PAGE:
Nabila escaped the Taliban for a new life in Canberra, but she fears her family will be left behind

Nabila (pseudonym) fled Afghanistan almost a year ago.

As a public figure and advocate for women in her home country, she was targeted by the Taliban.

One day, she received a note from the group, intended to precede her assassination.

“When I got this message, I was shaking. I had to hide from my kids and my family. I went into the kitchen and I was breathing so deeply,” she told the ABC on covered with anonymity.

The mother-of-two was torn as she recently told an audience that she would never be threatened with leaving her country, but her family told her to flee.

She got out just in time.

“There was only half an hour between my departure and the occupation and looting of my house by the Taliban,” Nabila said.

Former Australian Embassy guards and families in a ditch outside Kabul airport on August 23, 2021.(Provided)

She grabbed only her young children and her nephew, destroyed her SIM cards and headed for safety, before spending days in the sewers as equally desperate Afghans overwhelmed the airport.

Nabila hid her face as she tried to cross the airport for days and moved among the thousands of Afghans trying to leave, before New Zealand and Australian forces managed to drag her and her out. his family, trash.

Refugee rights activist

A US soldier holds a sign that a door is closed as hundreds of people gather documents.
Hundreds of people gathered for days at Kabul airport, trying to flee after the Taliban took over.(PA: Wali Sabawoon)

Now settled in Canberra, Nabila’s mind is elsewhere, as she has constant worries for her family back in Afghanistan.

“Physically I’m here, but mentally I have big challenges and I’m back home,” Nabila told the ABC.

She shared her story to remind the world of the devastating plight of women and girls living under Taliban occupation.

“Daily, the Taliban murder, they search and shoot. But international organizations watch in silence.

She said women and girls are currently unable to leave their homes without being accompanied by a man and many are terrified and impoverished.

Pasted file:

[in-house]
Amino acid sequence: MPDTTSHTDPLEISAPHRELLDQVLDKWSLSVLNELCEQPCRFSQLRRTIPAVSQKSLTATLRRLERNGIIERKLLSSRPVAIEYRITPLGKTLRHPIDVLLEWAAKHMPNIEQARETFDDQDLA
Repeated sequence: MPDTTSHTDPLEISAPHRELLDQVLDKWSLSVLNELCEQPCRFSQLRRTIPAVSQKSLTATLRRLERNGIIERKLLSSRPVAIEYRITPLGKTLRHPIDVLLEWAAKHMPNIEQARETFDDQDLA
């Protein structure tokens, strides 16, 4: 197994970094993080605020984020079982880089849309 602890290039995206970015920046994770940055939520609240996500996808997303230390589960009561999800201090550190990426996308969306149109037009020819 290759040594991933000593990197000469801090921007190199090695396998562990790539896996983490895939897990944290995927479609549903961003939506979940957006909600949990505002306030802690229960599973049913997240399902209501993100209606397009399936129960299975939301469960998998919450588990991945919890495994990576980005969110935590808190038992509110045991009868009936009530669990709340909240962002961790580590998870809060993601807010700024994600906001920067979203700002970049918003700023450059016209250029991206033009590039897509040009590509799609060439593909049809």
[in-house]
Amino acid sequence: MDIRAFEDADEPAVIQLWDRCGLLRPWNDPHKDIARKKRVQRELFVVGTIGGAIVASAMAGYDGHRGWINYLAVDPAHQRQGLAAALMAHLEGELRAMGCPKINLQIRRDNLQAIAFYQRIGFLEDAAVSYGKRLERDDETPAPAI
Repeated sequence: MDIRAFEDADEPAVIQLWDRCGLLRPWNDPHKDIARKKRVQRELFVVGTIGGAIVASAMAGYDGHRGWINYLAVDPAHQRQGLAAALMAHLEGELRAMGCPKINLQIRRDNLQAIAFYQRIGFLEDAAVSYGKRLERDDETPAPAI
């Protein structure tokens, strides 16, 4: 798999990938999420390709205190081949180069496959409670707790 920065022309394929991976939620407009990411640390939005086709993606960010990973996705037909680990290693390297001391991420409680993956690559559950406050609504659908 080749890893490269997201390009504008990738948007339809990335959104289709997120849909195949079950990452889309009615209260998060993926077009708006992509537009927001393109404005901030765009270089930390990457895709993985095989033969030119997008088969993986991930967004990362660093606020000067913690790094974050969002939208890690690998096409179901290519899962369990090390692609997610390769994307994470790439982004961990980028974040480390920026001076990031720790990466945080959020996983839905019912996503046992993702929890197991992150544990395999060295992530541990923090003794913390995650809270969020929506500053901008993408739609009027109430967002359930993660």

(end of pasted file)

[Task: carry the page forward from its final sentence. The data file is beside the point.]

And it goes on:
“It’s so, so hard for women.”

Difficulties finding affordable housing for refugees in Canberra

A woman in a Red Cross branded shirt smiles.
Danielle Sweetman says it’s hard to find affordable housing for refugees in Canberra.(ABC News: Nick Haggarty)

Many displaced Afghans have arrived in Australia, but the Australian Red Cross said finding them shelter has never been more difficult.

“Our clients are being hit very hard by the affordable housing crisis,” said Danielle Sweetman, volunteer engagement manager.

“Being able to provide [the refugees] with something secure in the long term is quite difficult to obtain, and on top of that the question of the cost of living in Australia is definitely an issue.”

She said that when the families, including Nabila’s, arrived, “What we’re looking for is really the immediate mental state…and then housing is a top priority.”

The Red Cross Humanitarian Settlement Program has also helped Afghan refugees by providing food, school registration, language programs and helping new arrivals understand local laws, transportation and currency.

“What’s important is that the refugees have a sense of their local community,” Ms Sweetman said.

Nabila said she was spared Australia’s rent affordability crisis after a generous family in Canberra allowed her to rent their home cheaply.

But before that, she lived in a trailer park with her children.

“I can’t imagine a country with such nice people. I now have everything I need here,” she beamed.

“In the Canberra community, every day people ask, ‘How are you? What do you need?'”

She said that after a long year, she was finally starting to feel like herself again.

“I never give up. I’m on my feet.”

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